exam3takehome - a is even while b and c are odd, say a = 2...

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This is an extra credit problem for the third exam, given Wednesday 3/31/10. This is due by Monday, April 12. It will be worth up to 6 points, to be added to the exam grade. You must include the following signed statement with your answer: On my honor as a University of Florida student, I have not received help from or otherwised discussed this problem with anyone except my instructor. Below I give a sketch of a proof of a theorem. Your assignment is to (i) rewrite this sketch as a proof, in the class style, using either strong induction or the well ordering principle, and (ii) answer the question at the end. Theorem. There are no numbers a,b,c,m Z + such that a 2 + b 2 + c 2 = 2 mabc. (1) Sketch of proof. I claim that all of a , b , and c are even. We can see this by looking at cases. First, if none of them are even, or exactly two of them are even, then the left hand side is odd, while the right hand side is even. The case that exactly one is even is a little harder: We can suppose by symmetry that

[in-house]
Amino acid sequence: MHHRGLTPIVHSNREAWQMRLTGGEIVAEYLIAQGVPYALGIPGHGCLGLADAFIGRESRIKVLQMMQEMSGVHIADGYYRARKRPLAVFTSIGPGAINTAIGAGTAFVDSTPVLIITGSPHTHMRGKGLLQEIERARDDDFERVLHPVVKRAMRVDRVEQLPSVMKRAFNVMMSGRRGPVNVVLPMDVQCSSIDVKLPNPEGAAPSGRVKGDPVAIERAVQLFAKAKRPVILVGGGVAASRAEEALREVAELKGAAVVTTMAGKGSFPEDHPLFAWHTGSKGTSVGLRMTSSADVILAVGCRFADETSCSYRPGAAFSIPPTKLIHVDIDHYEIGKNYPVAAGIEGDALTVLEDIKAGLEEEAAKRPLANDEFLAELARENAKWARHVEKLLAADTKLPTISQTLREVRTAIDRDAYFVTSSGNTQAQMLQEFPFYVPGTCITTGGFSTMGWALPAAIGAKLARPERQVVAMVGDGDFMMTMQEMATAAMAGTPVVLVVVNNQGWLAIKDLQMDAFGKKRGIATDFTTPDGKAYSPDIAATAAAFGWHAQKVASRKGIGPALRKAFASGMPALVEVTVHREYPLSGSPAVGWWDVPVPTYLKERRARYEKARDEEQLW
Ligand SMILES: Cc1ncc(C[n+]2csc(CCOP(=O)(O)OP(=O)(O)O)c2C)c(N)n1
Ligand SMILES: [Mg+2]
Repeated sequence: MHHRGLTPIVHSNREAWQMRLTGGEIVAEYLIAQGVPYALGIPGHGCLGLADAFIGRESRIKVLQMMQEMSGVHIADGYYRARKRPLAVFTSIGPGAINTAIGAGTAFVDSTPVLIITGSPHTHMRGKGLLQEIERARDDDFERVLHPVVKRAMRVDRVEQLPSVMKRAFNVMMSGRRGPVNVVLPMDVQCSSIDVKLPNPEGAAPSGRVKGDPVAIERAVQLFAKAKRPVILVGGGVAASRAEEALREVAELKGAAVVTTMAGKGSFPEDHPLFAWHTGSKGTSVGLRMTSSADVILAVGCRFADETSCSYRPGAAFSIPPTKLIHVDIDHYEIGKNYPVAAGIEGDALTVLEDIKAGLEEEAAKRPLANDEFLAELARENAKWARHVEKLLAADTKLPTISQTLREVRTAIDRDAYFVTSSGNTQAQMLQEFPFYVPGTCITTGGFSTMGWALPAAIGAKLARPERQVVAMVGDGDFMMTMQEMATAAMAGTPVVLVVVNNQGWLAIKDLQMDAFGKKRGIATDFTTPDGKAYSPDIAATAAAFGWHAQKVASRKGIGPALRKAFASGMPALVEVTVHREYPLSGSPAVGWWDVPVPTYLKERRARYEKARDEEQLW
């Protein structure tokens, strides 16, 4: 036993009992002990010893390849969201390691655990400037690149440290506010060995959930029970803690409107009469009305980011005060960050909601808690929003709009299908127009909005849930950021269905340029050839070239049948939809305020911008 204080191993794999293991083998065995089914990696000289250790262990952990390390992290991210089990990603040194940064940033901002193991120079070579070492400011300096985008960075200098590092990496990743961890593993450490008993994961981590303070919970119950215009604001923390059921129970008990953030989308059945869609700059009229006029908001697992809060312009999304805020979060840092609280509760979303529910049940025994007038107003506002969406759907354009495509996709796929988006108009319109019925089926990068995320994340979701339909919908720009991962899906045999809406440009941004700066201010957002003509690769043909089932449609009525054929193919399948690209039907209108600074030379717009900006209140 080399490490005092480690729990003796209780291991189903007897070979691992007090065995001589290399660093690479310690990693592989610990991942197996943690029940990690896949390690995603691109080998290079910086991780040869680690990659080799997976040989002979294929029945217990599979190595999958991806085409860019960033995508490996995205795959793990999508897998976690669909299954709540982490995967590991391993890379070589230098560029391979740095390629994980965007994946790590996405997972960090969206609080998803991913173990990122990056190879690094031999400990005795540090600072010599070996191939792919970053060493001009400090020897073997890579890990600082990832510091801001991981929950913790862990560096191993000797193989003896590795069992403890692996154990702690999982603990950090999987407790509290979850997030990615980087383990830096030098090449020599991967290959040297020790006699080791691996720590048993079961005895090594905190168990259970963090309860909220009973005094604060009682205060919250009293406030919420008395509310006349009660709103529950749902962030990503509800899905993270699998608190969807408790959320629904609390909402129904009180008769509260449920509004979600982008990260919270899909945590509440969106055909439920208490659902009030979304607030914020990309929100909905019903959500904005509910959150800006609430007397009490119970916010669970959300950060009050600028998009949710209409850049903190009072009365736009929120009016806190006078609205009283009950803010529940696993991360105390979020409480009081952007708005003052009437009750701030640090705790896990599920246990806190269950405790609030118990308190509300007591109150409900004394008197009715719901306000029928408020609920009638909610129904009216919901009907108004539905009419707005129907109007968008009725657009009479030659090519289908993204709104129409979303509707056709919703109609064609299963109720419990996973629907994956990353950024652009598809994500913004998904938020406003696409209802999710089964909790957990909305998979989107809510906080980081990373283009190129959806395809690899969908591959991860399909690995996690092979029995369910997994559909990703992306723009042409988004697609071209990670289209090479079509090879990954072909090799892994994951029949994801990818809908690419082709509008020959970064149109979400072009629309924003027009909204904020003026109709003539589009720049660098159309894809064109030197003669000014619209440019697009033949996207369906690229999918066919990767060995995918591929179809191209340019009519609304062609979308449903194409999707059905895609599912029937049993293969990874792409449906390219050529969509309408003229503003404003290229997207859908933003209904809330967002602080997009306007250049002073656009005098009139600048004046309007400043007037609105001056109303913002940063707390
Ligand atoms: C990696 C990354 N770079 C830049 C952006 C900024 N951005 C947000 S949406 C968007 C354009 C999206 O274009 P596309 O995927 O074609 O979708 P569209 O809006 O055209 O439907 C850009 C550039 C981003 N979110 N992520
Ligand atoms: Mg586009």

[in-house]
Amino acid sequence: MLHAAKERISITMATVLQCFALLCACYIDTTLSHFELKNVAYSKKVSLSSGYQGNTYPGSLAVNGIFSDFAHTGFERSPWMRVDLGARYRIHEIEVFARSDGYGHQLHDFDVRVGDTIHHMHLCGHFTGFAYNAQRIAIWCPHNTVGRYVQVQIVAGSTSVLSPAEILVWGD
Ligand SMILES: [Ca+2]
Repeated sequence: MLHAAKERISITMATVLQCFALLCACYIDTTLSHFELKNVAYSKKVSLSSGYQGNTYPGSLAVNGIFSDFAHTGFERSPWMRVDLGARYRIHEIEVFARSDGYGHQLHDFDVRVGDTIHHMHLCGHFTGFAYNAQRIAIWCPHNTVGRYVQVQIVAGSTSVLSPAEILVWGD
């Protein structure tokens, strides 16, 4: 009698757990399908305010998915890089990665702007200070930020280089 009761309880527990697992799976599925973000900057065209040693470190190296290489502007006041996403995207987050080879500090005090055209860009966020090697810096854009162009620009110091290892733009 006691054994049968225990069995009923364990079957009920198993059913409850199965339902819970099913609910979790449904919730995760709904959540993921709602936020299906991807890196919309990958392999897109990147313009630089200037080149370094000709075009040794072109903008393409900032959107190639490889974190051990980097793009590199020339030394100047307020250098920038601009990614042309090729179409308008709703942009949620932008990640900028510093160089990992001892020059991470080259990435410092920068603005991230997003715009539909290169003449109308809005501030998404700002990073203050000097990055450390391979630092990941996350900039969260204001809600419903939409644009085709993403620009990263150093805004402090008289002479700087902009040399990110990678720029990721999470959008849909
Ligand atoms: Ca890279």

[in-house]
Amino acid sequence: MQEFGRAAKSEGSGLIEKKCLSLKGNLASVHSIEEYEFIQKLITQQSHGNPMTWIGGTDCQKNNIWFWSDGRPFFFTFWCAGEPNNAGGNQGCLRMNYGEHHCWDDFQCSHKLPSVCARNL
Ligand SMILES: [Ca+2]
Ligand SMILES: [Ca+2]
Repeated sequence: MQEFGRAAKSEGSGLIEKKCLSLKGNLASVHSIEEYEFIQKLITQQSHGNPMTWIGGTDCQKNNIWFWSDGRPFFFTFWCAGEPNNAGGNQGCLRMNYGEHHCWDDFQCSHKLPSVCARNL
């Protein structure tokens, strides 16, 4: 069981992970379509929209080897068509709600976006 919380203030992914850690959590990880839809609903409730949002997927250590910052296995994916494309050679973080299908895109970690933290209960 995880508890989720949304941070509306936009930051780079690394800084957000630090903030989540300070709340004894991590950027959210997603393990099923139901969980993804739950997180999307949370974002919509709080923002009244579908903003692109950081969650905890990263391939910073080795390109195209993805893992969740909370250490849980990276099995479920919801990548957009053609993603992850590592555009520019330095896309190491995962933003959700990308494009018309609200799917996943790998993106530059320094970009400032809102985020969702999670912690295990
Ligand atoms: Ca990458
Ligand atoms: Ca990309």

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Unformatted text preview: a is even while b and c are odd, say a = 2 a , b = 2 b + 1 and c = 2 c + 1. Then equation (1) becomes 4( a ) 2 + (2 b + 1) 2 + (2 c + 1) 2 = 4 ma bc . Thus the right side is divisible by 4, but on multiplying out the left side we see that it is not. Now since all of a,b,c are even, we can write a = 2 a , b = 2 b and c = 2 c . Then equation (1) becomes (2 a ) 2 + (2 b ) 2 + (2 c ) 2 = 2 m (2 a )(2 b )(2 c ) , or 4( a ) 2 + 4( b ) 2 + 4( c ) 2 = 16 ma b c , which becomes ( a ) 2 + ( b ) 2 + ( c ) 2 = 2(2 m ) a b c , which is a smaller solution to equation (1). Question: Equation (1) does have the trivial solution a = b = c = 0, which is ruled out in the theorem by the requirement that they be members of Z + . How does the proof break down if one attempts to apply it to this trivial solution? 1...
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